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Healthy fats like olives feature heavily in the Mediterranean diet.
Low-carb and Mediterranean diets are both often touted for their health and weight-loss benefits. The Mediterranean diet is thought to reduce the risk of heart disease and diabetes, though a study published in a 2013 edition of "Diabetologia" found that this is unrelated to a reduction in body weight. Low-carb diets aid weight loss and could help you lose fat faster than low-fat diets, notes the Harvard School of Public Health. You can get all these benefits by combining the two diets.
Moving to the Med
The Mediterranean diet is based on the eating habits of natives of countries bordering the Mediterranean Sea. While these diets vary from region to region, several aspects are similar among these countries. These include a high reliance on fish for protein, plenty of fresh fruits and vegetables, beans, whole grains and healthy fats like olives and olive oil. Mediterranean diets tend to be low in saturated fat, processed foods and refined grains.
The main rule when following a low-carb diet is to restrict your intake of carbohydrates. These are your body's main source of energy and include the obvious culprits like bread, potatoes, pasta, candy and fruit, but there's also carbohydrate in other foods too, like dairy products, nuts and vegetables. A low-carb diet is generally thought to be one that contains less than 130 grams of carbs per day, while a very-low-carb diet contains less than 30 grams per day. Like Mediterranean diets, low-carb diets have also been linked with protecting against heart disease.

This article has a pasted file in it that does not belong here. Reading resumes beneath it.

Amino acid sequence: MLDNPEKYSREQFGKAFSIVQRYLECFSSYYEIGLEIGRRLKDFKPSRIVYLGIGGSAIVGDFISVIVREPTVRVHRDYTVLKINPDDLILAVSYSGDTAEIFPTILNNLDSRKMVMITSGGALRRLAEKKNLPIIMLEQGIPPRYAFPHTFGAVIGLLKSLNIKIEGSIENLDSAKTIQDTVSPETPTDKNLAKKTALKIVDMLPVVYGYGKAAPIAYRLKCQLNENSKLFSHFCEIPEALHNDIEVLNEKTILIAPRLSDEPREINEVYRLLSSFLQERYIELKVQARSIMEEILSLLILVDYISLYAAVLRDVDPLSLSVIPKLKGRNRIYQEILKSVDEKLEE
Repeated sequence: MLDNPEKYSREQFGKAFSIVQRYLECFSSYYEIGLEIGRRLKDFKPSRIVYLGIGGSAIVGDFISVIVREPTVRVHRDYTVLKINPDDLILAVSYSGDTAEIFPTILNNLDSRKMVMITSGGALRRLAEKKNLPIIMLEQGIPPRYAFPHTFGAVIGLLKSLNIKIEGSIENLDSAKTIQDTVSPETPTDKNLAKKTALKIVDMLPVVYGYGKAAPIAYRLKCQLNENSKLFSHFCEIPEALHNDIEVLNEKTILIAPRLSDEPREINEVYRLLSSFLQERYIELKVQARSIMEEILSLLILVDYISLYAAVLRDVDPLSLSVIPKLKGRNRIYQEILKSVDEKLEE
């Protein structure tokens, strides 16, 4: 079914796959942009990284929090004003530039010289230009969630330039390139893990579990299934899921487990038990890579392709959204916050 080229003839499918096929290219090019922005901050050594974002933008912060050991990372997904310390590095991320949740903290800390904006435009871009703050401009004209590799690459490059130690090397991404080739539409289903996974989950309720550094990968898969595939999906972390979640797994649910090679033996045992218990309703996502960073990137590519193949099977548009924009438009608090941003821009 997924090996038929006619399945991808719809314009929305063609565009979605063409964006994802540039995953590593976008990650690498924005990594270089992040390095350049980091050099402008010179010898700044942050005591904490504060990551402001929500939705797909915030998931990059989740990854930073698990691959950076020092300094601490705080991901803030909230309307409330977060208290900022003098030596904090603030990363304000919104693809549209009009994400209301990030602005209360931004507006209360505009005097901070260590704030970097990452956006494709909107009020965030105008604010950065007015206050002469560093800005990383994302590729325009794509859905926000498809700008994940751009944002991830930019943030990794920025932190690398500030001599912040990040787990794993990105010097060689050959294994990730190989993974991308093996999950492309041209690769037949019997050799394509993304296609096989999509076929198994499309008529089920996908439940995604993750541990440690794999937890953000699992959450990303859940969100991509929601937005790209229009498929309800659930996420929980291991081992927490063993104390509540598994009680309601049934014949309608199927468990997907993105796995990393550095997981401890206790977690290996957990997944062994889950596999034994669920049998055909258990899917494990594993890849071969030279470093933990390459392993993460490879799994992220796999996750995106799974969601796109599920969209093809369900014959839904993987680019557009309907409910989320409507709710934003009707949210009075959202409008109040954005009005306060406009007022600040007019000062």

Two Diets at War
While both diets have many similarities, there are certain distinct differences. The Mediterranean diet contains more carb-dense foods in the form of grains and fruits than you'd typically include on a low-carb plan. Most low-carb plans don't differentiate between types of fat. The fats in a Mediterranean diet are mainly mono- and polyunsaturated, while the reliance on animal products like meat, butter and cream in a low-carb diet can make it higher in saturated and lower in mono- and polyunsaturated fats.
The Best of Both Worlds
Combining the two dieting approaches is remarkably simple. You could approach it in one of two ways: Either reduce your grain and high-sugar fruit consumption on a Mediterranean plan, or eat more fish, olive oil and nuts and less red meat and animal fats on a low-carb regime. A sample day might be boiled eggs with fresh fruits like apples and peaches for breakfast, a mixed salad with greens, tomatoes, cucumber, celery, olives, chicken breast and toasted pine nuts for lunch, and a piece of salmon sauteed in olive oil with broccoli, spinach and green beans for dinner. Snack on different types of nuts or seed, canned fish or fruits like berries.